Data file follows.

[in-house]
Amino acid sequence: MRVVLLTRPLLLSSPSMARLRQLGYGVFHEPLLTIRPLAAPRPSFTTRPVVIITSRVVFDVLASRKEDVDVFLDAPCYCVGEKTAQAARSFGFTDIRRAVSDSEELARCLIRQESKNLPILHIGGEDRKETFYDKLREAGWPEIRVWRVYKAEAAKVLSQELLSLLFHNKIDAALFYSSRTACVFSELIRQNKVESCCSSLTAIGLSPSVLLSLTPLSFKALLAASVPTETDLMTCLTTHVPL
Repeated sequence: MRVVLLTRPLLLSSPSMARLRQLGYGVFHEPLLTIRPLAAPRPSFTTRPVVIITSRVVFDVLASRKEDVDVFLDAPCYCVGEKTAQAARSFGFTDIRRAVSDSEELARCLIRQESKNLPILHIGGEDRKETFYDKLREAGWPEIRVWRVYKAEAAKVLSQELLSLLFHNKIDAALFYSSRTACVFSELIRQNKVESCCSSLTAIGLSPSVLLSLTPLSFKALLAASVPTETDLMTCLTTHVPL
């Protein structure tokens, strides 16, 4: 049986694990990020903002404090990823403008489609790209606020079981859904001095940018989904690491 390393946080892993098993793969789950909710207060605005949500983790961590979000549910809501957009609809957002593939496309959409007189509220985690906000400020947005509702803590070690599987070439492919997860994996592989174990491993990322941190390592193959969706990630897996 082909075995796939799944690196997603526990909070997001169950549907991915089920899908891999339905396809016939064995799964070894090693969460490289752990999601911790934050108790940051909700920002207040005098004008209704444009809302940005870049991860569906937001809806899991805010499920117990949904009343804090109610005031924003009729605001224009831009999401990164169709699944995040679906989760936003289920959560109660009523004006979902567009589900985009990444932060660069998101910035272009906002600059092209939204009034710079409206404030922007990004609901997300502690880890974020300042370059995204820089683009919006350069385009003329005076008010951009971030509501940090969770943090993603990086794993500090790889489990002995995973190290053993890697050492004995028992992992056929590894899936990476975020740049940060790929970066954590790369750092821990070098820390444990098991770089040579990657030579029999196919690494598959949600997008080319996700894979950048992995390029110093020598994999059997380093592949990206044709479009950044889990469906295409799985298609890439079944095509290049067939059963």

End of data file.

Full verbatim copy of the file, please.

[in-house]
Amino acid sequence: MRVVLLTRPLLLSSPSMARLRQLGYGVFHEPLLTIRPLAAPRPSFTTRPVVIITSRVVFDVLASRKEDVDVFLDAPCYCVGEKTAQAARSFGFTDIRRAVSDSEELARCLIRQESKNLPILHIGGEDRKETFYDKLREAGWPEIRVWRVYKAEAAKVLSQELLSLLFHNKIDAALFYSSRTACVFSELIRQNKVESCCSSLTAIGLSPSVLLSLTPLSFKALLAASVPTETDLMTCLTTHVPL
Repeated sequence: MRVVLLTRPLLLSSPSMARLRQLGYGVFHEPLLTIRPLAAPRPSFTTRPVVIITSRVVFDVLASRKEDVDVFLDAPCYCVGEKTAQAARSFGFTDIRRAVSDSEELARCLIRQESKNLPILHIGGEDRKETFYDKLREAGWPEIRVWRVYKAEAAKVLSQELLSLLFHNKIDAALFYSSRTACVFSELIRQNKVESCCSSLTAIGLSPSVLLSLTPLSFKALLAASVPTETDLMTCLTTHVPL
């Protein structure tokens, strides 16, 4: 049986694990990020903002404090990823403008489609790209606020079981859904001095940018989904690491 390393946080892993098993793969789950909710207060605005949500983790961590979000549910809501957009609809957002593939496309959409007189509220985690906000400020947005509702803590070690599987070439492919997860994996592989174990491993990322941190390592193959969706990630897996 082909075995796939799944690196997603526990909070997001169950549907991915089920899908891999339905396809016939064995799964070894090693969460490289752990999601911790934050108790940051909700920002207040005098004008209704444009809302940005870049991860569906937001809806899991805010499920117990949904009343804090109610005031924003009729605001224009831009999401990164169709699944995040679906989760936003289920959560109660009523004006979902567009589900985009990444932060660069998101910035272009906002600059092209939204009034710079409206404030922007990004609901997300502690880890974020300042370059995204820089683009919006350069385009003329005076008010951009971030509501940090969770943090993603990086794993500090790889489990002995995973190290053993890697050492004995028992992992056929590894899936990476975020740049940060790929970066954590790369750092821990070098820390444990098991770089040579990657030579029999196919690494598959949600997008080319996700894979950048992995390029110093020598994999059997380093592949990206044709479009950044889990469906295409799985298609890439079944095509290049067939059963």